In a world where email, WhatsApp, Facebook, and other forms of instantaneous messaging seem to dominate, it’s curious that there is still a firm holdout from the analogue era: the postal service.
However, its future existence is not a given. Finding ways to stay relevant in the digital era is a problem that postal services in nearly every developed country are facing. And given the fact that we pay pills online, send e-cards instead of birthday cards, and expect next-day delivery as standard, an appeal to nostalgia is not enough. As the New York Times wrote recently, “With traditional mail services in decline, post offices around the world are scrambling to reinvent themselves for the digital age.”
The United States Postal Service has just upped its game with its new Informed Delivery service feature. This allows recipients to receive a scanned photo of what mail they are going to receive before it arrives. Though it doesn’t scan the inside of the letter or parcel—this would impinge on privacy rights—it does provide a helpful email digest each morning to registered users who want to know what is coming when, and prevents users from missing important letters they are waiting for.
From a tech perspective, this didn’t require a huge investment on behalf of the USPS as it relied on existing processes. Rather, the USPS clearly saw it as an opportunity to provide an enhanced user experience for their customers—something that sounds an awful lot like a startup mentality. As TechCrunch explained, “Interestingly, the USPS has already been scanning the outside of your mail for a while — it’s how their automated equipment sorts it for delivery by ZIP Code and street address. They also occasionally provide these images to law enforcement agencies that request them as part of a criminal investigation. So providing these images directly to users didn’t require any additional hardware — just the software backend to direct the scanned images to the right accounts.”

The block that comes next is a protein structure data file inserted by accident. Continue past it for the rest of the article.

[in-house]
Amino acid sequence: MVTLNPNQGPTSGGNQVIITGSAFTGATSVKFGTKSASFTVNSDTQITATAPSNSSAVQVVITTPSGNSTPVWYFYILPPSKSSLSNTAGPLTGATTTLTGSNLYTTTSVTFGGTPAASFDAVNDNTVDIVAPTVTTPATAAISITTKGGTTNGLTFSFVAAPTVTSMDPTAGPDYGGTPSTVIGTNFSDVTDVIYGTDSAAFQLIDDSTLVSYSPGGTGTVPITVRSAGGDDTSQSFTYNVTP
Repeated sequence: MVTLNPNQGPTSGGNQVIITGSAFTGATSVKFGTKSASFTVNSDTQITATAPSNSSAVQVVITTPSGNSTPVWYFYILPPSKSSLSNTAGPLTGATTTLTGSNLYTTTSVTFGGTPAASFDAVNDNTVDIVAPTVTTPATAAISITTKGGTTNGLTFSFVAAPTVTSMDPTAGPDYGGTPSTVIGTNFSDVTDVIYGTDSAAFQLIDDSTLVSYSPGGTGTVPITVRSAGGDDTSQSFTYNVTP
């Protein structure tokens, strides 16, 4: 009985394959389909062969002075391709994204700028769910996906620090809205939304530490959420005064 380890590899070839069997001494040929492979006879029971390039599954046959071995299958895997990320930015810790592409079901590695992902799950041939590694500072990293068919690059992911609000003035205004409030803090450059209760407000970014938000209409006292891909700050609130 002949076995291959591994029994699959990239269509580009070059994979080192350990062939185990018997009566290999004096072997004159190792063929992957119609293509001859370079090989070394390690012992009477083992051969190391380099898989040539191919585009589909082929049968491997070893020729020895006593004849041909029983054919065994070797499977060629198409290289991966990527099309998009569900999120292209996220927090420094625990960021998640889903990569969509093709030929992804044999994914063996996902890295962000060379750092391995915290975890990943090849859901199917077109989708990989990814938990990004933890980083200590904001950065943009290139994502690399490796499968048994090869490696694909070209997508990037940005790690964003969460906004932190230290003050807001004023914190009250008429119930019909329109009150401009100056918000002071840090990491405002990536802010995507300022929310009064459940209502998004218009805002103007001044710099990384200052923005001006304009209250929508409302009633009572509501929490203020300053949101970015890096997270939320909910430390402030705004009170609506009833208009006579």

The USPS seems to be recognizing that rather than fight the tide of new technology, it should embrace it as well as understand who its new competitors are. This involves an understanding that “digital marketing now competes with direct mail, bills are increasingly paid electronically, and even our traditional competitors are changing. One recent example is the USPS partnership with Amazon.com to provide package delivery on Sundays in a couple of thousand offices. To get this done, we built and delivered a dynamic routing capability from scratch in three months.”
Another example of a postal service that’s trying to stay relevant is decidedly more ambitious. Singapore’s postal service rolled out a service called SingPost, which melds traditional delivery with e-commerce support for delivery-based businesses, offering many of the services that you might expect from a company like Amazon. As the New York Times reported in 2015, “SingPost’s makeover is among the most ambitious. Besides its regular postal duties, it offers a basket of services for companies, including website development, online marketing, customer service and, of course, package delivery. Following the Amazon model, it is building a network of 24 warehouses in 12 countries to stockpile goods for companies. The e-commerce team is staffed with former Silicon Valley executives.”
The common thread is recognizing that the way people relate to physical objects including post—as well as people’s expectations around instantaneous delivery and flexibility of returns—has fundamentally changed in the digital era. Thinking of postal service users as “customers” who have lots of choices for how their goods get delivered is the key to staying competitive. It’s not enough to assume that you customers have to use you; you should make them want to.